It seems that since the creation of the EEC in 1957, British membership of the economic community has been a controversial issue. Whereas today one cannot turn on the TV without hearing about the seemingly disastrous uncertain cliff edge Brexit represents, back in the 1960s and 70s it was Britain who was adamant to join the EU to be a part of the ever growing gravy train of export markets. In fact, one could go as far to argue that it was Britain’s delayed joining of the EEC that allowed the structural inadequacies of the British economy to develop, and therefore meant that Britain lagged behind her European competitors in terms of productivity and international competitiveness.
The “Treaty of Rome” was signed on 25th March 1957, bringing together 6 European countries:, Italy, France, Belgium, Luxembourg, Holland and West Germany. The treaty marked the beginning of the integration of European countries that would soon form the EEC, and eventually combine to form the EU in 1990.
The Treaty of Rome granted its signatory states a full customs union between members, meaning that goods and services could be imported and exported without tariffs.
Therefore, throughout the 1960s growing European powers such as West Germany and France were encouraged to import foreign capital to enhance their own productive capabilities, allowing them to then export their productive surplus to maintain a favourable balance of payments.
However, during the 1960s the UK suffered the inverse of these positives (falling levels of productivity matched by an emerging trade deficit). Therefore, it becomes apparent that surely, by not joining the EEC in the Treaty of Rome, Britain were unable to match the same levels of economic prosperity that European rivals such as France and West Germany enjoyed.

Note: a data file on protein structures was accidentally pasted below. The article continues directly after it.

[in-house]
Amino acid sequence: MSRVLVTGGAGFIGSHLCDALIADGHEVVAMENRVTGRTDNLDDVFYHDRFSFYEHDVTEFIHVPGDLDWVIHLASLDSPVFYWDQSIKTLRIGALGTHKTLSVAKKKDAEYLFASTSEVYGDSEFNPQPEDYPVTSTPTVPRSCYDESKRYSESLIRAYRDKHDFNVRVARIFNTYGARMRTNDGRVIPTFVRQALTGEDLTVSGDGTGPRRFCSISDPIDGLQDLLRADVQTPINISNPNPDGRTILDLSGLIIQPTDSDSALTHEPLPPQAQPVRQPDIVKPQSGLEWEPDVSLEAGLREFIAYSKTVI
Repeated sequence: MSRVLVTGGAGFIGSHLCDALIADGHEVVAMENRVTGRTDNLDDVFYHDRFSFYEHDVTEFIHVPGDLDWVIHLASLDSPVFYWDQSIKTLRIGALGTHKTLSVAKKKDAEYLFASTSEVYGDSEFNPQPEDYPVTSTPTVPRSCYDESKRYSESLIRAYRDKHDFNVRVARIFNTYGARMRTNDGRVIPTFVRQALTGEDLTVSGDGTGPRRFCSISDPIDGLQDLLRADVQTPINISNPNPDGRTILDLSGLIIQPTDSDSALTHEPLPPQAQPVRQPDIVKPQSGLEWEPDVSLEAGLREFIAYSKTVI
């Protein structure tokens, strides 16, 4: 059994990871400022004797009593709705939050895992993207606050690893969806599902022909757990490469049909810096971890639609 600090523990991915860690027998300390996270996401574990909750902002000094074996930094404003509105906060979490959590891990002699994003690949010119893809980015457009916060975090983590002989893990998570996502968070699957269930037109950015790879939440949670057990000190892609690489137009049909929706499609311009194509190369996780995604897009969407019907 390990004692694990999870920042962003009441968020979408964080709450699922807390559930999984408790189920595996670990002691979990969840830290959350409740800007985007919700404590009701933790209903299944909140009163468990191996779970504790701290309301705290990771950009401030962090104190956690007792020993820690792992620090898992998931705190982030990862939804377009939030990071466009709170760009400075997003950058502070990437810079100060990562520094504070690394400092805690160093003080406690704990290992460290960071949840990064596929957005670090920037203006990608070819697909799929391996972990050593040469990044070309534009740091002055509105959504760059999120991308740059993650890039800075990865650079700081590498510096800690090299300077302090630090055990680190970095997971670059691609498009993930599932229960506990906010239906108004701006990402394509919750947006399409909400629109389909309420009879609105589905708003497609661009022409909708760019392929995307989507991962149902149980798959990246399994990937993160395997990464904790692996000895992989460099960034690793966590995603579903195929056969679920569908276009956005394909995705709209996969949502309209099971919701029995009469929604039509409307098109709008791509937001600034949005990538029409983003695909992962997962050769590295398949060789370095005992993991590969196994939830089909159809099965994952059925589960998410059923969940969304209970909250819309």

Conservative MP Anthony Nutting articulated in his book “Europe Will Not Wait”, that Britain had lost its ability to “mould Europe” into a vehicle that would benefit Britain and allow it to become the leader of Europe in terms of economic growth. Nutting popularised the phrase that Britain had effectively “missed the bus” in terms of losing out in trade deals due to not being a part of the European free trade bloc from the start.
Indeed, Britain recognised the extent to which they were suffering due to not being part of this gravy train in the form of free trade, hence Alec Douglas-Holme began their application process to join the EEC in 1961. However, at the time, in order to recruit a new signatory state to the EEC, it was necessary for all member states to agree on the new addition. Luxembourg, Italy, Belgium, the Netherlands, and Germany all agreed that British membership would be collectively advantageous. However, France’s Charles De Gaulle was adamant that a British membership would see the ultimate breakup of the community. He stated that Britain had a “deep-seated hostility” towards European integration (in 2016 we can see he had a point), whilst London itself had a “lack of interest” in the trade bloc. As such, he rejected British application for membership in 1963, and then again in 1967.
Ultimately, Britain were accepted into the EEC by De Gaulle’s successor, George Pompidou, in 1973. However, had Britain been able to join the EEC at an earlier period, then arguably there would have been a reduction in the difficulties faced by Britain during the 1970s. Indeed, the figure below shows that by Britain not being a member of the EEC from 1957-1973, European importers (such as Germany) were continually becoming less reliant on British exports. However, in the 7 years following Britain’s joining of the EEC, Britain began to dominate German imports, increasing their market share by 136%.
Therefore, surely had Britain been able to capitalise earlier on the export driven growth that membership of the EEC generated, there would have been a greater increase in productivity and output through foreign investment, and therefore Britain would have experienced comparatively fewer difficulties in matching European international competitiveness for exports.